This lion must have been about 90 lbs.  The males range in weight from 130 to 150 and the females from 65 to 90.  It must have been a female or an immature male.  Nose to tail they males can reach 8 ft, females can reach 7 ft.  I slowly edged away, never turning my back on it.  While we live in very rural terrain, I never expected to see a lion so close.  It's something I'll never forget. 

Thursday, September 16, 2010

Aligator Lizard

A few months ago I looked down in the yard and thought I saw a small snake.  I took a closer look and noticed this snake had legs!  I couldn't believe the size of this lizard so I grabbed my measuring tape and camera.  He measured in at 14 inches. 

He was a bit lethargic, not reacting to me getting close until I was about to poke him to see if he was still alive and suddenly he took off like a bolt of lightening.  I looked for pics on the internet and figured out that he is a California Aligator Lizard.  Here's some facts I found out about him:  Alligator lizards sport a flat, wedge-shaped head.  The legs are small, thin, and end in five fine toes.  Their scales are large for lizards which is what gives them the name of Aligator Lizards. Their color is pale to medium brown with darker crossbands. They shed in one piece, like a snake.  Generally they eat snails, other lizards, eggs or small birds.  I did find out that they can be fearless in self defense and will bite.  Pretty cool........

Friday, September 10, 2010

Our biggest fear............

Only a few years ago our biggest fear was swept through our property.  Fortunately, no one was hurt and no property was lost.  The firefighters did a terrific job.  In this last picture, the brush is still smoldering.

Sunday, September 5, 2010

Human Tooth

I found this about 8 feet off the back patio.  Walking along, looked down and there I found a human molar.  I know it's human because it has a silver filling.  Kind of creepy!  How long has it been there?  Who does it belong to?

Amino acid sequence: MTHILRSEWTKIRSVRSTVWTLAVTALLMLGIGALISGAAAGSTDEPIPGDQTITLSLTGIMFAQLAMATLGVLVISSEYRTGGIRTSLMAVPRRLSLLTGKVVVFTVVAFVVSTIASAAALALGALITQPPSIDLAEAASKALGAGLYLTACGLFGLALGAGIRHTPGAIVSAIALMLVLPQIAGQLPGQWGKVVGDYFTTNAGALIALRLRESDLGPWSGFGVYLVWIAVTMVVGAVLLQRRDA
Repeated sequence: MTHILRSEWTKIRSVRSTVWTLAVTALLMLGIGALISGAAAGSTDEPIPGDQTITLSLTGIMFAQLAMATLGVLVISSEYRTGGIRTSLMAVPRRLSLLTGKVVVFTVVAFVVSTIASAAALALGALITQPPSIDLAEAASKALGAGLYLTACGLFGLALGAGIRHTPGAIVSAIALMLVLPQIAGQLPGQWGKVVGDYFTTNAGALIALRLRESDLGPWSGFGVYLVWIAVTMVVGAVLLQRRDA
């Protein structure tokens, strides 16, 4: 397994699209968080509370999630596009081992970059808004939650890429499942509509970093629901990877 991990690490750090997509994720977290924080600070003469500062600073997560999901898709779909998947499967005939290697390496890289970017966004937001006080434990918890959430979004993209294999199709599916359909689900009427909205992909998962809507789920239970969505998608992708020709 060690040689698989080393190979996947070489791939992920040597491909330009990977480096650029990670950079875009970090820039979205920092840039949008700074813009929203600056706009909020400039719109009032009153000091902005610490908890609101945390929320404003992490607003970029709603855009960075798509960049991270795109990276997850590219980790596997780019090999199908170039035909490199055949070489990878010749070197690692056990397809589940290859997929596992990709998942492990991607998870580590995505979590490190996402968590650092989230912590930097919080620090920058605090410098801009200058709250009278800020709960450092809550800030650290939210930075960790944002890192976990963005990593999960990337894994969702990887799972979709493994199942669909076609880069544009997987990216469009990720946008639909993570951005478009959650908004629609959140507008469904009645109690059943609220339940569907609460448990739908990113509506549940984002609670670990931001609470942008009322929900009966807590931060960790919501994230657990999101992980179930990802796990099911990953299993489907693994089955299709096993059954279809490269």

Thursday, September 2, 2010

Taranutula Hawks - hunting for supper

No one likes a bee or a wasp ruining their picnic, but this is one wasp I find interesting.   The guy on the right is a tarantula hawk (aka T-hawk) a member of the wasp family.  I'd seen a few buzzing around the house a few times and I'd always steer clear - they are quite a bit larger than your normal wasp, more like the size of a small humming bird.  I hadn't paid them much mind til I spotted one in a book and read up on them.  I don't care much for tarantulas (aka Trannys) for a variety of reasons.  Now don't be getting your feathers ruffled and go telling me how harmless Trannys are and what good they do us.  I don't like them - period. 
Well anyhow, T-hawks sting the Trannys and drag the comatose prey back to their nests to feed their own larvae.  When I arrived home one evening I spotted two T-hawks tumbling around in the dirt fighting each other near the outside of my garage.  The Tranny had already been stung because it laid nearby in a complete stillness.  Finally one T-hawk limped off in a shameful defeat and the victor drug it's delicious dinner home for the kiddies.   I took the pic up top myself to prove it.   By the way, this Tranny measured about 4 inches across to give you an idea of the size of both these guys.  Now each time a T-hawk buzzes by I watch where it doubt hunting for the next family feast.